Could you be suffering from a thyroid problem?
Symptoms of PPT
Just like many other parts of your body, your thyroid gland changes during pregnancy. The thyroid, a small, butterfly-shaped gland in your neck, controls your metabolism and produces important hormones (called “T3” and “T4”), which help your body to properly use energy. When the thyroid isn’t working correctly, it can have a serious impact on the way you feel. If it is underactive (hypothyroidism), you may be exhausted and suffer from constipation, slower thinking, hair loss, muscle cramps, inability to lose weight and puffy eyes. An overactive thyroid (hyperthyroidism) can cause symptoms such as anxiety, heart palpitations, sleeplessness, sweating, weight loss, irritability and — surprisingly — fatigue.
Because of potential effects on the baby, most obstetricians routinely test for thyroid problems during the first weeks of pregnancy. After women give birth, most of their thyroids return to normal. But according to the American Thyroid Association, as many as one in ten will suffer PPT. The “classic” version starts with symptoms such as anxiety and insomnia, usually in the first few weeks or months after birth, followed by a short “normal” phase and then a period of fatigue, depression or both. According to Dr. Frances Broyles, a respected local endocrinologist, many women don’t really notice the first phase of the condition in the craziness of the first few weeks after birth; the first time they will start to notice that they feel “off” will be when the second set of symptoms kicks in.
Some women’s symptoms go unchecked because of the difficulty in diagnosing PPT. And PPT is not the only thyroid problem that falls between the cracks; a groundbreaking 2000 study published in the Archives of Internal Medicine found that more than 13 million Americans — double the number previously suspected — have undiagnosed thyroid conditions. That number has since been revised up to 27 million, because old estimates were based on a scale of “normal” that has since been revised by the American Association of Clinical Endocrinologists.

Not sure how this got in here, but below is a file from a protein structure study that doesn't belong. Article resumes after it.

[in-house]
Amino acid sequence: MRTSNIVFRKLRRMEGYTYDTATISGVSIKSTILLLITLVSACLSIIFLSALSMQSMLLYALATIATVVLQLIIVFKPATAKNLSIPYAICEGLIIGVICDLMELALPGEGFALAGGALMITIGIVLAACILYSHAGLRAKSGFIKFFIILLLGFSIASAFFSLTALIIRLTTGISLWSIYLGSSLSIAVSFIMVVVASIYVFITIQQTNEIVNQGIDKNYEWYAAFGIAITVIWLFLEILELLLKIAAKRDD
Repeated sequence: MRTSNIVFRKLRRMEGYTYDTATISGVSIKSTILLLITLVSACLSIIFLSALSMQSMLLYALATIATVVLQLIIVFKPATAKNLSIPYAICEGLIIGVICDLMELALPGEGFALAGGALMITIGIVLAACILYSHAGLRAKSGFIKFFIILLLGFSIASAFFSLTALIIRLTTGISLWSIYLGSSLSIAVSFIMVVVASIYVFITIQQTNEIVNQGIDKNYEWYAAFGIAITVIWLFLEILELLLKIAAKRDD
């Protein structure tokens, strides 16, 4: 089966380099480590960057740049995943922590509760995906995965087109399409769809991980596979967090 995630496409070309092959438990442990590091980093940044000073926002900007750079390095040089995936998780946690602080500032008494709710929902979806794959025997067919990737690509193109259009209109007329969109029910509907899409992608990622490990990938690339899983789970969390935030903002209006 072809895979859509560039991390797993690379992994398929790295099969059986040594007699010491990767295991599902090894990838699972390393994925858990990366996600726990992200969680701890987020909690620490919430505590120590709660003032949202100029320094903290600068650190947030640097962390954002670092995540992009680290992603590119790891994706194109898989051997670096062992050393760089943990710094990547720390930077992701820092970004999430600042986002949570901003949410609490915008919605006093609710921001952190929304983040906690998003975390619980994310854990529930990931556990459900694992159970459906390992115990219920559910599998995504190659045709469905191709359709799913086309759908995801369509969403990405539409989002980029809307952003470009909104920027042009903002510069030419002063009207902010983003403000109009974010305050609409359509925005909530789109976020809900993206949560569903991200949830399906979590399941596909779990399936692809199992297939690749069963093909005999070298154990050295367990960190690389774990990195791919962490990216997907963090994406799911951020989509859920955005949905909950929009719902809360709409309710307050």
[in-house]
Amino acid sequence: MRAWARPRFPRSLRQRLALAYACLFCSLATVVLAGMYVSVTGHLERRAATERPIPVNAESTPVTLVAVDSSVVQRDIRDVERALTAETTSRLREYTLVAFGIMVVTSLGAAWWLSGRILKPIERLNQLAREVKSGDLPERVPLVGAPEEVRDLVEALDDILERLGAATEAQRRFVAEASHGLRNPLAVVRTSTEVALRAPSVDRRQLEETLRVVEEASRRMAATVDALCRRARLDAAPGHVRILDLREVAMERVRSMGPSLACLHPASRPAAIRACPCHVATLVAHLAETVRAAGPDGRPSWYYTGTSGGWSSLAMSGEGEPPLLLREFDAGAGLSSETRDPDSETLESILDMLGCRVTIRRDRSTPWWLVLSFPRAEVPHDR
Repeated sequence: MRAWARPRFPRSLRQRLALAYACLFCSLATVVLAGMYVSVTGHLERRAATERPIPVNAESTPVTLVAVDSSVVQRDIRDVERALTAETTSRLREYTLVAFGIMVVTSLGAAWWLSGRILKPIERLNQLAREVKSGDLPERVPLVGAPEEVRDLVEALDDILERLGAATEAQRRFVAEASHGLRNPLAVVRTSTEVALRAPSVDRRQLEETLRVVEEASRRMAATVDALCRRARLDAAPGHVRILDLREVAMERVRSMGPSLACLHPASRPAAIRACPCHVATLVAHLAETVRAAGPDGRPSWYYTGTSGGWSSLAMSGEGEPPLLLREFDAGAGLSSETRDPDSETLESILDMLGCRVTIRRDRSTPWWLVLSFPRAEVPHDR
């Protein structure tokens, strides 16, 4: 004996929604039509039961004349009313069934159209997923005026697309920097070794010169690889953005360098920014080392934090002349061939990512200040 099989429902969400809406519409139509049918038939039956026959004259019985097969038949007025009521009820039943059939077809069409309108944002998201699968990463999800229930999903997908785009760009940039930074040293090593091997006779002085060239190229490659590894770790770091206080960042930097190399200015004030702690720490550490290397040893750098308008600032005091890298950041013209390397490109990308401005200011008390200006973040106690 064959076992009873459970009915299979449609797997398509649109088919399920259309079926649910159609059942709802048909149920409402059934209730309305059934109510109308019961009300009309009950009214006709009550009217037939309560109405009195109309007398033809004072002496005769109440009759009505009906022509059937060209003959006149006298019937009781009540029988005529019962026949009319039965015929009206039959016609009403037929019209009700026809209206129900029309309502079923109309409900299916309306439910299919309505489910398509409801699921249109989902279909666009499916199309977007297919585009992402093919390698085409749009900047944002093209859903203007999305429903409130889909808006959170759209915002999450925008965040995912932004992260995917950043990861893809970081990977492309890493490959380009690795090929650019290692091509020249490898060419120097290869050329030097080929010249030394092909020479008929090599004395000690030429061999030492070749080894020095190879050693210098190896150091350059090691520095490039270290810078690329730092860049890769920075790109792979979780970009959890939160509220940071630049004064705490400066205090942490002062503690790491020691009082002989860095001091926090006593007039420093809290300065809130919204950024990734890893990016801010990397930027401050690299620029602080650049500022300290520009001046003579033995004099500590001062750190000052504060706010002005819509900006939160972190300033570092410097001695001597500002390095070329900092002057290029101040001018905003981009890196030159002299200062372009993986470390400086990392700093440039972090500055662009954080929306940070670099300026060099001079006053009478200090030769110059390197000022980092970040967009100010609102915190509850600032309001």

Hardest hit by this sleeper epidemic? Women, who, some experts say, may account for as many as 80 percent of all undiagnosed cases. PPT itself is “vastly underdiagnosed,” Broyles says, in part because “women blame feeling exhausted and tired on having a new baby” rather than on a potential medical condition. Another problem, Broyles says, is that the symptoms of PPT and other thyroid conditions aren’t exclusive to those conditions, often mimicking other illnesses, such as postpartum depression. In fact, a 2008 study by the Oklahoma State University Center for Health Sciences found a relationship between thyroid disorders and depression symptoms, concluding that thyroid imbalance can cause such symptoms even when clinical depression is not present.
Do you have PPT?
If you think you might have PPT, don’t be afraid to ask your doctor about it, Broyles suggests, even if he or she doesn’t bring it up. And do it sooner rather than later; untreated thyroid conditions are more than just inconvenient — they have been linked to heart disease and other serious ailments. Further, while PPT is often temporary, some estimates find that as many as 25 percent of female PPT patients will end up with permanent thyroid conditions.
A simple blood test is usually all that’s needed to diagnose PPT, and in many cases, symptoms are well managed with medication. Getting answers now could get you on the right track to feeling better.
Kathryn Russell Selk lives, works, writes and treats her hypothyroidism — diagnosed years before her kids were born — in Seattle.
Common symptoms of postpartum thyroid problems
Dry, coarse hair
Inability to lose weight
Feeling cold all the time
Frequent bowel movements
Source: American Association of Clinical Endocrinologists